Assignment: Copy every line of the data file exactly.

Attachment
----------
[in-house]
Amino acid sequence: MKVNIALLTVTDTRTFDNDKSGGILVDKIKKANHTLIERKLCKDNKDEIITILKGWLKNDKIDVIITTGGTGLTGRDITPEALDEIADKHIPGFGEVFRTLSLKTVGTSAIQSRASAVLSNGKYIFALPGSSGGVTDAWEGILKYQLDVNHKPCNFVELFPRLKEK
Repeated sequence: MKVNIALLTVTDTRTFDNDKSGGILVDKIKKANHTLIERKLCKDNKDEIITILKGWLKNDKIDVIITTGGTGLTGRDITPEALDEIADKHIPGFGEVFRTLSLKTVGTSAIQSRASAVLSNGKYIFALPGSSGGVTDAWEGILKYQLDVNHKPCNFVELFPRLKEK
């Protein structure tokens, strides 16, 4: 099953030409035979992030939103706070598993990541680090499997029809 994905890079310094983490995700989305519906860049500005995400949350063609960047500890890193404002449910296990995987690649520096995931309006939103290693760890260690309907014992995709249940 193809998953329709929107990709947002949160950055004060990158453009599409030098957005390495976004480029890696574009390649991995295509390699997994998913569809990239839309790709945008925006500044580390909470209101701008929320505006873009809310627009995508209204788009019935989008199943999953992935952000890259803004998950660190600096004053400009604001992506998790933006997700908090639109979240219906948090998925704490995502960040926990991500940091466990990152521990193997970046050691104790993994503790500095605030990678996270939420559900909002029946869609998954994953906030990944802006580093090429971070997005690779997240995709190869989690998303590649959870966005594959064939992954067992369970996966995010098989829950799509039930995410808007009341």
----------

[in-house]
Amino acid sequence: MKVNIALLTVTDTRTFDNDKSGGILVDKIKKANHTLIERKLCKDNKDEIITILKGWLKNDKIDVIITTGGTGLTGRDITPEALDEIADKHIPGFGEVFRTLSLKTVGTSAIQSRASAVLSNGKYIFALPGSSGGVTDAWEGILKYQLDVNHKPCNFVELFPRLKEK
Repeated sequence: MKVNIALLTVTDTRTFDNDKSGGILVDKIKKANHTLIERKLCKDNKDEIITILKGWLKNDKIDVIITTGGTGLTGRDITPEALDEIADKHIPGFGEVFRTLSLKTVGTSAIQSRASAVLSNGKYIFALPGSSGGVTDAWEGILKYQLDVNHKPCNFVELFPRLKEK
């Protein structure tokens, strides 16, 4: 099953030409035979992030939103706070598993990541680090499997029809 994905890079310094983490995700989305519906860049500005995400949350063609960047500890890193404002449910296990995987690649520096995931309006939103290693760890260690309907014992995709249940 193809998953329709929107990709947002949160950055004060990158453009599409030098957005390495976004480029890696574009390649991995295509390699997994998913569809990239839309790709945008925006500044580390909470209101701008929320505006873009809310627009995508209204788009019935989008199943999953992935952000890259803004998950660190600096004053400009604001992506998790933006997700908090639109979240219906948090998925704490995502960040926990991500940091466990990152521990193997970046050691104790993994503790500095605030990678996270939420559900909002029946869609998954994953906030990944802006580093090429971070997005690779997240995709190869989690998303590649959870966005594959064939992954067992369970996966995010098989829950799509039930995410808007009341």